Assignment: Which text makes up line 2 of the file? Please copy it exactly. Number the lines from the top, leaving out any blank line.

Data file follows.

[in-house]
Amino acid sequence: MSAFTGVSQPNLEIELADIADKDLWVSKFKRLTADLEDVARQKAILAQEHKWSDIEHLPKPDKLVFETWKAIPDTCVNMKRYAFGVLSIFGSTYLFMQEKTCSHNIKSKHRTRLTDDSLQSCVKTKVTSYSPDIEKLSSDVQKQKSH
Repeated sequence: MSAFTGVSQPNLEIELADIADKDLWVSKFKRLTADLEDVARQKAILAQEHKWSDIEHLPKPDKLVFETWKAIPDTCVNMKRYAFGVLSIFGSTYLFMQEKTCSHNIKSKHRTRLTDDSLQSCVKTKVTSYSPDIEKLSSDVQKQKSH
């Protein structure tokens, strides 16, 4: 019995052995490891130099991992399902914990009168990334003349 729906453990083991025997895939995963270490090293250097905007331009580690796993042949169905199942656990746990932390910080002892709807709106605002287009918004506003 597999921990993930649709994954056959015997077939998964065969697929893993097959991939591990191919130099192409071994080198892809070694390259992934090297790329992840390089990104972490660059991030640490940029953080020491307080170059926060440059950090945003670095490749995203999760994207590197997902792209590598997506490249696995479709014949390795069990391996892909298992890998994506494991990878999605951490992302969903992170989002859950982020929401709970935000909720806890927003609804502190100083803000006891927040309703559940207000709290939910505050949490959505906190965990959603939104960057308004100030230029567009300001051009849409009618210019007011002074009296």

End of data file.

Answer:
Amino acid sequence: MSAFTGVSQPNLEIELADIADKDLWVSKFKRLTADLEDVARQKAILAQEHKWSDIEHLPKPDKLVFETWKAIPDTCVNMKRYAFGVLSIFGSTYLFMQEKTCSHNIKSKHRTRLTDDSLQSCVKTKVTSYSPDIEKLSSDVQKQKSH